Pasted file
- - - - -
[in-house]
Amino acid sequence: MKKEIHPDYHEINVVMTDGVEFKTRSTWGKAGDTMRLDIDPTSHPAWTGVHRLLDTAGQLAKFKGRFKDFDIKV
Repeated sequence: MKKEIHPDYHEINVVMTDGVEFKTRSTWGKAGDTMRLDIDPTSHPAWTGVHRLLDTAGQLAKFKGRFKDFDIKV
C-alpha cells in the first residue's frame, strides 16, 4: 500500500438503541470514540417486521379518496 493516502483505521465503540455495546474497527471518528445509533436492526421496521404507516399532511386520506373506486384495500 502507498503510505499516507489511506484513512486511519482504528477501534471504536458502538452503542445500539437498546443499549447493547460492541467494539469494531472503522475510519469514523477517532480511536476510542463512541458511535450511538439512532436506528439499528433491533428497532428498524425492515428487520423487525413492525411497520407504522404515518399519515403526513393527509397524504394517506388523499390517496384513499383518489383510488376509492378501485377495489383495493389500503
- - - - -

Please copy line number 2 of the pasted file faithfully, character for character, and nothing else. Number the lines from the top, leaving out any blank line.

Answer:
Amino acid sequence: MKKEIHPDYHEINVVMTDGVEFKTRSTWGKAGDTMRLDIDPTSHPAWTGVHRLLDTAGQLAKFKGRFKDFDIKV